The court referred to the following 3 elements as "some relevant factors that the judge should weigh in determining what portion of undistributed corporate earnings may be available to a shareholder for a child support obligation," but stated that it would not "undertak[e] to provide an exhaustive list." Query what other elements the court may someday add to the following:
1. A shareholder's level of control over corporate distributions - as measured by the shareholder's ownership interest - is a factor of substantial importance.
2. The judge should evaluate the legitimate business interests justifying retained corporate earnings. Although the business judgment rule cannot shield the shareholder from the factual inquiry we describe here, even majority shareholders in a close corporation may be constrained by their duty of utmost good faith and loyalty to the minority shareholders.
3. The judge should weigh affirmative evidence of an attempt to shield income by means of retained earnings. In that regard, the corporation's history of retained earnings and distributions may be relevant.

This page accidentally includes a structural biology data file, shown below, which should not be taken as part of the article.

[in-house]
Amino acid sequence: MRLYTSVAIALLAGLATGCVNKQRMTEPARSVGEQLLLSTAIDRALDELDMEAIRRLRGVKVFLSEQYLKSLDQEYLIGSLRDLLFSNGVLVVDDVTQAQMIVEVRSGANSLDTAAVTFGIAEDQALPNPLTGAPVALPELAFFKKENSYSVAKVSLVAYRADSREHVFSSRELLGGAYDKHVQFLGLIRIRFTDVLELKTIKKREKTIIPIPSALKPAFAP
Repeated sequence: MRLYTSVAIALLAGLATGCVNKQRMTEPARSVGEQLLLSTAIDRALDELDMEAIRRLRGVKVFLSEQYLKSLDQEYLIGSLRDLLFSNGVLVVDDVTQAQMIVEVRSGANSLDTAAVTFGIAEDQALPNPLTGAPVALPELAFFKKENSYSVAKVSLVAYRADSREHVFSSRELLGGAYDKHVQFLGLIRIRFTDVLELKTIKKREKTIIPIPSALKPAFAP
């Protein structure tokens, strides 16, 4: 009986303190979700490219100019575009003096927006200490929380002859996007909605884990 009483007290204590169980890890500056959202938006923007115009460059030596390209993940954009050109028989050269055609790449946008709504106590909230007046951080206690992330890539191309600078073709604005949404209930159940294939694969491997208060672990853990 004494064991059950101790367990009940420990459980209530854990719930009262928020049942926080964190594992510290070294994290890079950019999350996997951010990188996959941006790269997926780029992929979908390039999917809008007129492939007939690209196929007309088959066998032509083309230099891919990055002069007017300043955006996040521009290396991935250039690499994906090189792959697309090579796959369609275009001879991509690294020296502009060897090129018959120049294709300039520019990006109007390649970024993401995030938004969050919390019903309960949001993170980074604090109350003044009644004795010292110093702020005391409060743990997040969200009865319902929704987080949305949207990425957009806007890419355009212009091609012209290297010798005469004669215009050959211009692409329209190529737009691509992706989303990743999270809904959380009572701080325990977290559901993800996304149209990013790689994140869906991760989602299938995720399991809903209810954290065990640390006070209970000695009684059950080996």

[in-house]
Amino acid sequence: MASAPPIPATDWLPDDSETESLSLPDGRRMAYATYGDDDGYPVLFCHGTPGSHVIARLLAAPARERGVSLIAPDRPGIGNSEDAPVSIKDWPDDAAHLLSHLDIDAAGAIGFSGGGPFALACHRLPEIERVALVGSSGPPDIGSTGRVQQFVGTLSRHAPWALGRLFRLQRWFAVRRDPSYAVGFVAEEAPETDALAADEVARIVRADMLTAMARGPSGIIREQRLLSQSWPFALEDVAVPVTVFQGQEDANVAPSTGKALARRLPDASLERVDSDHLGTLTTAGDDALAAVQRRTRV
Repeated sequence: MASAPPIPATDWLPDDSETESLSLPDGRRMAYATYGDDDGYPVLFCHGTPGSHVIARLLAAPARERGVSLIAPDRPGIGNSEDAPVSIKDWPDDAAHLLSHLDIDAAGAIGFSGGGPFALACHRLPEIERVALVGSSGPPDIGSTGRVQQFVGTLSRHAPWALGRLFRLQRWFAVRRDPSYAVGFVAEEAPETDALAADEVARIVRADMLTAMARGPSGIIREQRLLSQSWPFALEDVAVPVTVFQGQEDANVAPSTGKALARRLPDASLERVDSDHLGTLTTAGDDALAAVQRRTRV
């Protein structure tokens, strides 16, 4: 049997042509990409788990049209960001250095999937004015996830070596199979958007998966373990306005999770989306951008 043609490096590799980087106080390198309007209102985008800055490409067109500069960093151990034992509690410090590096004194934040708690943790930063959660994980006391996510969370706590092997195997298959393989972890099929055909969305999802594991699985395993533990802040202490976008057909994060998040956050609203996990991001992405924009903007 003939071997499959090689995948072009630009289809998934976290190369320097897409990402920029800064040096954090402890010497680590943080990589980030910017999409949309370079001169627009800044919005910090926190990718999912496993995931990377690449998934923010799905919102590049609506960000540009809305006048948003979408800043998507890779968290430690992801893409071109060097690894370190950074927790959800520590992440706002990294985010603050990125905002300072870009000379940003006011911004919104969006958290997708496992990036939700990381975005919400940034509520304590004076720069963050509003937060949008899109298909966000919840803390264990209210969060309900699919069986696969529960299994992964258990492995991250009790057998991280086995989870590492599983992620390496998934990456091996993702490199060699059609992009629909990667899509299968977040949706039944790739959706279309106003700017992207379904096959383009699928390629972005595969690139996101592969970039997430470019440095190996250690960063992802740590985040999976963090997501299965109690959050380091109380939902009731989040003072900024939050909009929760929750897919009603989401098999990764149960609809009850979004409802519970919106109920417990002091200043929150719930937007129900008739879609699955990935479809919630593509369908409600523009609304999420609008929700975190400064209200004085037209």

Who Has the Burden?
Finally, the court noted that the shareholder should bear the burden of presenting evidence that she does not have access to retained income ... regardless of whether their percentage ownership in the corporation. The court indicated that this is the preferred choice for burden placement as the shareholder is "likely to have greater access to relevant information about the corporation than a party who is not connected to it" regardless of percentage ownership interest.
In the current economy, with businesses both large and small changing the way they do business and struggling to get by, this decision will likely have a large impact on business owners in the Probate and Family Court.
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